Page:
There’s a fairly large group of MMA fans who have no interest in seeing a super-fight between Anderson Silva against Georges St. Pierre. They view it as a (potentially) one-sided route for Silva, who is just too big for the welterweight to handle. When contemplating a style clash, too many people can’t get past the size difference.

St. Pierre himself has trouble with the notion. He says he’d need time to add 10-15 pounds of muscle if he were to attempt a fight at 185 pounds. GSP avoiding a size mismatch has become a sticking point.

Theoretically, Anthony Johnson should carry a little extra intrigue as he makes his way toward St. Pierre’s belt for this very reason. He’s still far from that shot, but Johnson cuts the weight equivalent of a Keeshond each time he enters the cage. Johnson weighs in the 215-220 pound range at his farthest orbit from fight night; that’s in the ballpark of Silva’s walk-around weight, and Silva is a considered big for a middleweight.

What does that make "Rumble"? A gargantuan welterweight with a yogi’s gift of self-compaction. Or, more directly, a large middleweight interloping as an improbable 170-pounder.

If you watched the fight this weekend, you know that Johnson had to have been around 190 pounds by the time Bruce Buffer introduced him. Poor Charlie Brenneman never stood a chance. Just as Dan Hardy never did. After experimenting with cutting weight -- and failing on a couple of occasions to make it -- Johnson seems have figured out a way to touch base at 171 pounds, race to the fridge, and then reappear as the Incredible Hulk 24 hours later.
[+] EnlargeJohnson
Ed Mulholland for ESPN.comCharlie Brenneman never could get anything going against Anthony Johnson.

Whatever his secrets are, this could be disconcerting to St. Pierre at some point in the not-so-distant future. If Johnson gets a couple more wins without repeating a Rich Clementi or Yoshiyuki Yoshida incident (where he couldn't even get within six pounds of his mark), St. Pierre would be faced with a size problem without leaving the division he’s ruled so long to find it. In this way, Johnson would be bring the middleweight division to GSP, which would be a strange twist to things.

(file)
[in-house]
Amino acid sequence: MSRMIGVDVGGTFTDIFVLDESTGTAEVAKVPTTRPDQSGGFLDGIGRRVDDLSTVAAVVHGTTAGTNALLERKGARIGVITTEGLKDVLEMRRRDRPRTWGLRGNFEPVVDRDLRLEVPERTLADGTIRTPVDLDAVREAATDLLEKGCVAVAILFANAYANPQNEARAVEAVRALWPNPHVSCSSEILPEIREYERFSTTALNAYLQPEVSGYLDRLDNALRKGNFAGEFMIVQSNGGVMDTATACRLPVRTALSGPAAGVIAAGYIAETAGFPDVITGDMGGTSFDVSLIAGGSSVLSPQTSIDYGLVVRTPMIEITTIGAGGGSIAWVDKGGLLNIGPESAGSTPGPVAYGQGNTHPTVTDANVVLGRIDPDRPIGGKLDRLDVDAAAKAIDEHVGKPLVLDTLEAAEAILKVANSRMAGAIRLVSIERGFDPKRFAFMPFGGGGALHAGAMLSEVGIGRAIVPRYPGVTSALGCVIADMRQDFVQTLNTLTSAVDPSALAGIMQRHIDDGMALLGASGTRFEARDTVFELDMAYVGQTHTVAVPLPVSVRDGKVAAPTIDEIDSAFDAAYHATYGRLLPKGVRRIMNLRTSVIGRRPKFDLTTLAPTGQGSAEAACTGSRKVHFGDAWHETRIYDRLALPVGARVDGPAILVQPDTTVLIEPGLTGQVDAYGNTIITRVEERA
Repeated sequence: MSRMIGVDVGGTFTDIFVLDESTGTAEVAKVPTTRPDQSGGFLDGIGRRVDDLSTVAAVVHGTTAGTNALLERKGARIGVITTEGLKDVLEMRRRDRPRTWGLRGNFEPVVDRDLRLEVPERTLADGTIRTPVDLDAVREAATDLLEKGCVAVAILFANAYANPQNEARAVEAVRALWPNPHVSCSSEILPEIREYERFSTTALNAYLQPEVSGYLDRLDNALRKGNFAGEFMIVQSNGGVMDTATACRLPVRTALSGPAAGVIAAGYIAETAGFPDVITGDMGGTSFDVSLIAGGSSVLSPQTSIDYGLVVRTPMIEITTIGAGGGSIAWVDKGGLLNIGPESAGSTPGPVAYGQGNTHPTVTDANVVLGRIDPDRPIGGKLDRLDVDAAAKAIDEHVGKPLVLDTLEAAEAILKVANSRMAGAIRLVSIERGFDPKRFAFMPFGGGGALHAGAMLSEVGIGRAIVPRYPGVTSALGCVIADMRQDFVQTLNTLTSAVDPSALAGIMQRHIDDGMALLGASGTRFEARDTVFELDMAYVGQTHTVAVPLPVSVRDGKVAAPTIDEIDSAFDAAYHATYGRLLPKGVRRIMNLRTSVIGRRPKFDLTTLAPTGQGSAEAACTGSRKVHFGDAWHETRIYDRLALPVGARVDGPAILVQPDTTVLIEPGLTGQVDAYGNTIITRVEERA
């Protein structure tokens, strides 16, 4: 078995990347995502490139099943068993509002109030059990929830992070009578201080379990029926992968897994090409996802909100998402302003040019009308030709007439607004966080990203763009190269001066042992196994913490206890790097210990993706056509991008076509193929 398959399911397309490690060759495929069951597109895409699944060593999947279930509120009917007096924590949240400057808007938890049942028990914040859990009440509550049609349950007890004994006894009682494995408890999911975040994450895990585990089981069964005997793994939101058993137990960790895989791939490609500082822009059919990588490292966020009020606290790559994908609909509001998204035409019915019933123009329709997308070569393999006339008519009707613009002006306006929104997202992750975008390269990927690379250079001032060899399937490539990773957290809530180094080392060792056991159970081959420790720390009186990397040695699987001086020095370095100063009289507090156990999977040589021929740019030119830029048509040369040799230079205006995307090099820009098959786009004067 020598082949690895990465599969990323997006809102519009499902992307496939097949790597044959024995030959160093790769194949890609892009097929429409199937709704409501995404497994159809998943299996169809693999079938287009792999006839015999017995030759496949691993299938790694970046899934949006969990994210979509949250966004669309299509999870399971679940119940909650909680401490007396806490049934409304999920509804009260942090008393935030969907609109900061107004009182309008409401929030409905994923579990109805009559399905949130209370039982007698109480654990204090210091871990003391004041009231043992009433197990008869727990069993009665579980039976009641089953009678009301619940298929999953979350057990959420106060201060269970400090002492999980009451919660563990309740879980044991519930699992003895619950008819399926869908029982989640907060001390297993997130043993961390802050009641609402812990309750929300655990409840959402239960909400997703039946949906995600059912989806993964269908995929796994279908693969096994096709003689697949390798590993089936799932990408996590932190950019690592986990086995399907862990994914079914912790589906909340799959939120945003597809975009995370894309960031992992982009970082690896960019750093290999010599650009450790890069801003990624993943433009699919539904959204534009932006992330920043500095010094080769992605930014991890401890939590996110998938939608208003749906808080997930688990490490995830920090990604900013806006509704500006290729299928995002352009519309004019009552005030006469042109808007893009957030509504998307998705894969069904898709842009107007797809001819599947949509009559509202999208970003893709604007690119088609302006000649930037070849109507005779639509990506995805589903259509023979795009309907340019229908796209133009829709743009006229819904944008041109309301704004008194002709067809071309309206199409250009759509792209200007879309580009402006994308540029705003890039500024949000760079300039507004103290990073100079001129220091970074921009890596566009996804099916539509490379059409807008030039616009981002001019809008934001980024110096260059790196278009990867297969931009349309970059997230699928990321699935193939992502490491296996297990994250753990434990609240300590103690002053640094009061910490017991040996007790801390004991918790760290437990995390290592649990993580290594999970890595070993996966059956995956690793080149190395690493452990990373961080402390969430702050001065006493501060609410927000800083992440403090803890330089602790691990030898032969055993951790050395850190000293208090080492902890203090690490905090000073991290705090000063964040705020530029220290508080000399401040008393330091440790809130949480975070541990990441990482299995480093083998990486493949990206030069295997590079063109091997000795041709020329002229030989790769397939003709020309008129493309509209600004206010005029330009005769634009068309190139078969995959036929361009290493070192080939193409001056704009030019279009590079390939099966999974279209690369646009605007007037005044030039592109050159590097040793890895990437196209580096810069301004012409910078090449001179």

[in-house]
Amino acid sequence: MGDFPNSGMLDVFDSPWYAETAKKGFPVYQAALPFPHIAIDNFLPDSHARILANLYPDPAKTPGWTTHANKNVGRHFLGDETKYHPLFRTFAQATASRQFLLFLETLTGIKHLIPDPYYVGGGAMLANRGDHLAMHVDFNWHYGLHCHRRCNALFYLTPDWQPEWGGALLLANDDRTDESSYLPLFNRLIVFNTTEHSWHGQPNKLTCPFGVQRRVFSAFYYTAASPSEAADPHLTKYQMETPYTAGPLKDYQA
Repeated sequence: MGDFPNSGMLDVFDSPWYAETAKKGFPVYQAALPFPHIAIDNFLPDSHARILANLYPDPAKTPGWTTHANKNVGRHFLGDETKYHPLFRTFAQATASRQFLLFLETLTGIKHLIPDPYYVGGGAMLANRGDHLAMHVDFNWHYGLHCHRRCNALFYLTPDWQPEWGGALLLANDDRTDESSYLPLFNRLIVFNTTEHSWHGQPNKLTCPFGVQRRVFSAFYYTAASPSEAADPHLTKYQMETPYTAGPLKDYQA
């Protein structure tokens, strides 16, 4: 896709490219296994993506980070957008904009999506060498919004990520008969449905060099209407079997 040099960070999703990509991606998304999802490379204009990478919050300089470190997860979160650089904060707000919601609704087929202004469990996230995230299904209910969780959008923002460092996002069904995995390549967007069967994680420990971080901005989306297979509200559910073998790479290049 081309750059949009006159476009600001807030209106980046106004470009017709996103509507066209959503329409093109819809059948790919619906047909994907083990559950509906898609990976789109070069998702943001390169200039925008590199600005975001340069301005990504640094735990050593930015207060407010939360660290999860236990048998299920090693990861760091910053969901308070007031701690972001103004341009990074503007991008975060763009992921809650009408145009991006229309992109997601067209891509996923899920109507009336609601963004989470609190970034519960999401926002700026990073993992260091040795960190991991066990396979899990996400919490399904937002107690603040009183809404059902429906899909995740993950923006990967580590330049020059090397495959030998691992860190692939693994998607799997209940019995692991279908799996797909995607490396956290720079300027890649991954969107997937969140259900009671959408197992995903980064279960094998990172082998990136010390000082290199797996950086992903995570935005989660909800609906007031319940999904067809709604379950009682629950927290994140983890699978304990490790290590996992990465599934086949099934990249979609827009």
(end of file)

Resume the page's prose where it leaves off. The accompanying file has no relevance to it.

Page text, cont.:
But a potential fight with St. Pierre is intriguing for other reasons besides just the size difference. Since Rumble has began fighting smarter -- using his wrestling, patiently picking his moments, using his length and athleticism to dictate the fight -- he’s looking like a far more complete fighter.

When Dan Hardy tried to lure him into a brawl, Johnson coolly brought things to the ground and fought intelligently (another adjective to describe it could be “boring”). When the wrestler Brenneman tried to shoot, whatever he found attached to Johnson’s ankles was immoveable.

St. Pierre has made a career of stifling his opponents' strengths since losing to Matt Serra in 2007. With Johnson, he’d be facing an athlete who can wrestle, who’s long, who’s heavy, and who’s fighting with an overall purpose more centered on winning than simply obliterating people.

St. Pierre-Johnson is a long way from actually happening, of course. Johnson will likely need to beat a couple of top-10 welterweights to get there, prove he has a gas tank, prove that the Josh Koscheck fight was, if not an aberration, at least a lesson learned. And who knows if GSP will have already fled by then, anyway?

But Johnson does bring a different challenge up the rungs, and it’s sort of fun to think about.